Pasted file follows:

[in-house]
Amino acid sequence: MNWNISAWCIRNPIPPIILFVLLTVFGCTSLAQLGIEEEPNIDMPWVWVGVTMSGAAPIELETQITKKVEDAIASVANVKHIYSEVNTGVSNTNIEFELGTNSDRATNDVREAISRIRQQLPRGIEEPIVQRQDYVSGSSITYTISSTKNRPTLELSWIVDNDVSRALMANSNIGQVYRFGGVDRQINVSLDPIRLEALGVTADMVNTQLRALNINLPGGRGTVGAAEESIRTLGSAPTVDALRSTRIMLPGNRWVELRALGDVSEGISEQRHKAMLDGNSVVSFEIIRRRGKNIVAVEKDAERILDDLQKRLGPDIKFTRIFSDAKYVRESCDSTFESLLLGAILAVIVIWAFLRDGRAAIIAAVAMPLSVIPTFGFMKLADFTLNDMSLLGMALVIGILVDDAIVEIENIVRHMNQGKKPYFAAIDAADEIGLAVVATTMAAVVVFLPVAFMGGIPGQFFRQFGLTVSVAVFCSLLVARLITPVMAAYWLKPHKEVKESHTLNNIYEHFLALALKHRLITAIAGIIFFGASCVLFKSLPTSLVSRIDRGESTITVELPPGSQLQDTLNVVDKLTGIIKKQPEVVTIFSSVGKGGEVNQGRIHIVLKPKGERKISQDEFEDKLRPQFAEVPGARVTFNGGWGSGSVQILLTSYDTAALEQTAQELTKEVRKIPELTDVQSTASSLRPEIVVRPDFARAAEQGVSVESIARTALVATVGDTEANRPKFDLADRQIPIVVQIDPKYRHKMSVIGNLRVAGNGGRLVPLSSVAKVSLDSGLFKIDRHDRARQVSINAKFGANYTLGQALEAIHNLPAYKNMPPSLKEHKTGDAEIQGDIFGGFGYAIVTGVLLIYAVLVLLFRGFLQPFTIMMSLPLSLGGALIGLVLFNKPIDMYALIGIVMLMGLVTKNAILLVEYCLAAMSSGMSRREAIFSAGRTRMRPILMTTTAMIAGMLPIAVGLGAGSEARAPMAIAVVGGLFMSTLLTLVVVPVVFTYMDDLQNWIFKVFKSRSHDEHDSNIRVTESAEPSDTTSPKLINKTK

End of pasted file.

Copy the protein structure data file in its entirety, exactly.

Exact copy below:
[in-house]
Amino acid sequence: MNWNISAWCIRNPIPPIILFVLLTVFGCTSLAQLGIEEEPNIDMPWVWVGVTMSGAAPIELETQITKKVEDAIASVANVKHIYSEVNTGVSNTNIEFELGTNSDRATNDVREAISRIRQQLPRGIEEPIVQRQDYVSGSSITYTISSTKNRPTLELSWIVDNDVSRALMANSNIGQVYRFGGVDRQINVSLDPIRLEALGVTADMVNTQLRALNINLPGGRGTVGAAEESIRTLGSAPTVDALRSTRIMLPGNRWVELRALGDVSEGISEQRHKAMLDGNSVVSFEIIRRRGKNIVAVEKDAERILDDLQKRLGPDIKFTRIFSDAKYVRESCDSTFESLLLGAILAVIVIWAFLRDGRAAIIAAVAMPLSVIPTFGFMKLADFTLNDMSLLGMALVIGILVDDAIVEIENIVRHMNQGKKPYFAAIDAADEIGLAVVATTMAAVVVFLPVAFMGGIPGQFFRQFGLTVSVAVFCSLLVARLITPVMAAYWLKPHKEVKESHTLNNIYEHFLALALKHRLITAIAGIIFFGASCVLFKSLPTSLVSRIDRGESTITVELPPGSQLQDTLNVVDKLTGIIKKQPEVVTIFSSVGKGGEVNQGRIHIVLKPKGERKISQDEFEDKLRPQFAEVPGARVTFNGGWGSGSVQILLTSYDTAALEQTAQELTKEVRKIPELTDVQSTASSLRPEIVVRPDFARAAEQGVSVESIARTALVATVGDTEANRPKFDLADRQIPIVVQIDPKYRHKMSVIGNLRVAGNGGRLVPLSSVAKVSLDSGLFKIDRHDRARQVSINAKFGANYTLGQALEAIHNLPAYKNMPPSLKEHKTGDAEIQGDIFGGFGYAIVTGVLLIYAVLVLLFRGFLQPFTIMMSLPLSLGGALIGLVLFNKPIDMYALIGIVMLMGLVTKNAILLVEYCLAAMSSGMSRREAIFSAGRTRMRPILMTTTAMIAGMLPIAVGLGAGSEARAPMAIAVVGGLFMSTLLTLVVVPVVFTYMDDLQNWIFKVFKSRSHDEHDSNIRVTESAEPSDTTSPKLINKTK